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I have a little function that parse a nested list of coordinates into a flat list of compressed coordinates. By compressed coordinates, I mean that only the delta (distance) between each coordinates are stored in the list and the float coordinates are transformed in integer.

input = [[-8081441,5685214], [-8081446,5685216], [-8081442,5685219], [-8081440,5685211], [-8081441,5685214]]
output = [-8081441, 5685214, 5, -2, -4, -3, -2, 8, 1, -3]

def parseCoords(coords):
    #keep the first x,y coordinates
    parsed = [int(coords[0][0]), int(coords[0][1])]
    for i in xrange(1, len(coords)):
        parsed.extend([int(coords[i-1][0]) - int(coords[i][0]), int(coords[i-1][1]) - int(coords[i][1])])
    return parsed

parsedCoords = parseCoords(input)

As the input list is really big, is there a way to improve the function, maybe by using generators or list comprehension?

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for i in xrange(1, len(coords)) is a red flag, since it is preferred in python to iterate directly over the elements rather than the indices. If you trully need the indices, you can still use enumerate.

Here it would look like

for i, coord in enumerate(coords[1:]):
    previous = coords[i]
    parsed.extend([int(previous[0] - coord[0]), int(previous[1] - coord[1])])

which seems worse as it

  1. creates a copy of coords when slicing it;
  2. still uses an index to retrieve the previous element.

Instead, it seems better to convert the list into an iterator an manually handle the current/previous coordinates. Something like:

def parse_coordinates(coords):
    iterator = iter(coords)
    previous_x, previous_y = iterator.next()
    parsed = [int(previous_x), int(previous_y)]
    for current_x, current_y in iterator:
        parsed.append(int(previous_x - current_x))
        parsed.append(int(previous_y - current_y))
        previous_x, previous_y = current_x, current_y
    return parsed

You can note the use of append instead of extend that will avoid building a temporary list. append try to be smart when resizing the underlying array so that two consecutive appends should not have more performance hit than extend.

But all in all, using append or extend in a for loop is often better written using a list-comprehension or a generator. You can easily turn this function into a generator by turning these append into yields:

def parse_coordinates(coords):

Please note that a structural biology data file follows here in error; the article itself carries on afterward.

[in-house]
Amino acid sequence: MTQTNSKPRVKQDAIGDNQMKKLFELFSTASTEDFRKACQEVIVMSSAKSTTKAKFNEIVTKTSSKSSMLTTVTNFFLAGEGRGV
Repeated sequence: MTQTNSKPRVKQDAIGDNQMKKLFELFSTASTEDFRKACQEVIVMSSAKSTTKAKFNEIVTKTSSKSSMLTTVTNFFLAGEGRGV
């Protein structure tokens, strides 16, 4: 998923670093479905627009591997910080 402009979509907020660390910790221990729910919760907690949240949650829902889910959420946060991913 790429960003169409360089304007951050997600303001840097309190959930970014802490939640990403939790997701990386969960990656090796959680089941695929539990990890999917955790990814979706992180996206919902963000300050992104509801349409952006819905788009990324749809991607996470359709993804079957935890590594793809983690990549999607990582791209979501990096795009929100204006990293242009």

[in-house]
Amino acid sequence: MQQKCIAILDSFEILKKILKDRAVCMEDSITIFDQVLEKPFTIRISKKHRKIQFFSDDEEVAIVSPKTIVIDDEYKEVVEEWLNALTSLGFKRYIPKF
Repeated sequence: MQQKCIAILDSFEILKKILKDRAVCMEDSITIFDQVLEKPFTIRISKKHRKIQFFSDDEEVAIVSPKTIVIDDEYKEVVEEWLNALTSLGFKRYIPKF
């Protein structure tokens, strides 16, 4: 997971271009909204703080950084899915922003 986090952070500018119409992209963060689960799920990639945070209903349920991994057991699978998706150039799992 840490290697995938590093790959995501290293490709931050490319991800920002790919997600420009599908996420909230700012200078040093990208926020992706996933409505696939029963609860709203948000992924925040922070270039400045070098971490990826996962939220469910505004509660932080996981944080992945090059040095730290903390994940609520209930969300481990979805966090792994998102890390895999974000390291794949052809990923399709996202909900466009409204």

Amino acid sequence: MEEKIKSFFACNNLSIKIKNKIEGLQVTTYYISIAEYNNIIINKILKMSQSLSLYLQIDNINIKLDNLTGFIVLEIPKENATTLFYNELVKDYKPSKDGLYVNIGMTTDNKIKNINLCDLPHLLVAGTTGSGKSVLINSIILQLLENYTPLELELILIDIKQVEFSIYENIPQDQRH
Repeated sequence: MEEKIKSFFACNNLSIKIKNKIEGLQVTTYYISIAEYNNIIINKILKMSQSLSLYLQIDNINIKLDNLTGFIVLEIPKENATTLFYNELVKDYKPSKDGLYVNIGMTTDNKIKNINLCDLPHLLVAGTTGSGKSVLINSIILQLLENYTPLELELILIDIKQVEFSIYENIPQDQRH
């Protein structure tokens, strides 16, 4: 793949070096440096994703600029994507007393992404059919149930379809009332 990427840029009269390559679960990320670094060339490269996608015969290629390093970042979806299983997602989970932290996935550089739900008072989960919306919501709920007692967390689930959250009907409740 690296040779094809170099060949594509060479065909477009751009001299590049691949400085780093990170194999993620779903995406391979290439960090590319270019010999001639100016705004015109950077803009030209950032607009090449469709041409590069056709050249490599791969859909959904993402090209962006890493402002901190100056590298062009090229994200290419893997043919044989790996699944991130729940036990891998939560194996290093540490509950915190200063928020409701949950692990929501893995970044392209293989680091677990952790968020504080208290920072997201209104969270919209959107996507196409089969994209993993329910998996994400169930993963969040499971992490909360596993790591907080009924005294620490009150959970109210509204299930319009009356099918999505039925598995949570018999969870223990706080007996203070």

iterator = iter(coords)
    previous_x, previous_y = iterator.next()
    yield int(previous_x)
    yield int(previous_y)
    for current_x, current_y in iterator:
        yield int(previous_x - current_x)
        yield int(previous_y - current_y)
        previous_x, previous_y = current_x, current_y

There is an other advantage to this approach: if the coords parameter is empty, your approach using coords[0] and the first one building a list using iterator.next() will crash raising either an IndexError or a StopIteration.

This generator can easily be fed to the list constructor or a for loop and won't crash; producing either an empty list or not entering the loop.


Lastly, you could drop manually managing the previous/current thing by using itertools.tee which is the key feature of the pairwise recipe:

from itertools import tee, izip


def parse_coordinates(coords):
    prev, cur = tee(coords)
    x, y = cur.next()
    yield int(x)
    yield int(y)
    for (previous_x, previous_y), (current_x, current_y) in izip(prev, cur):
        yield int(previous_x - current_x)
        yield int(previous_y - current_y)
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1.Python functions are using underscore as naming separator

So your function parseCoords should be named as parse_coordinates, please read PEP8

2.Your current code can be simplified to

from itertools import chain
input = [[-8081441, 5685214], [-8081446,5685216], [-8081442,5685219], [-8081440,5685211], [-8081441,5685214]]
output = [-8081441, 5685214, 5, -2, -4, -3, -2, 8, 1, -3]


def get_diff(pair):
    a, b = pair
    return int(a[0] - b[0]), int(a[1] - b[1])


def parse_coordinates(coords):
    # keep the first x,y coordinates
    parsed = chain.from_iterable(map(get_diff, zip(chain([[0, 0]], coords), 
                                                   coords)))
    return list(parsed)

3. If you really thing you code list is going to be huge, you might convert this function into a generator so you will use only O(1) memory instead of O(n). To do this with code above using Using python 2

from itertools import chain, imap, izip
input = [[-8081441, 5685214], [-8081446,5685216], [-8081442,5685219], [-8081440,5685211], [-8081441,5685214]]
output = [-8081441, 5685214, 5, -2, -4, -3, -2, 8, 1, -3]


def get_diff(pair):
    a, b = pair
    return int(a[0] - b[0]), int(a[1] - b[1])


def parse_coordinates(coords):
    # keep the first x,y coordinates
    parsed = chain.from_iterable(imap(get_diff, izip(chain([[0, 0]], coords),
                                                     coords)))
    for item in parsed:
        yield item

Using python 3

from itertools import chain
input = [[-8081441, 5685214], [-8081446,5685216], [-8081442,5685219], [-8081440,5685211], [-8081441,5685214]]
output = [-8081441, 5685214, 5, -2, -4, -3, -2, 8, 1, -3]


def get_diff(pair):
    a, b = pair
    return int(a[0] - b[0]), int(a[1] - b[1])


def parse_coordinates(coords):
    # keep the first x,y coordinates
    parsed = chain.from_iterable(map(get_diff, zip(chain([[0, 0]], coords),
                                                   coords)))
    yield from parsed
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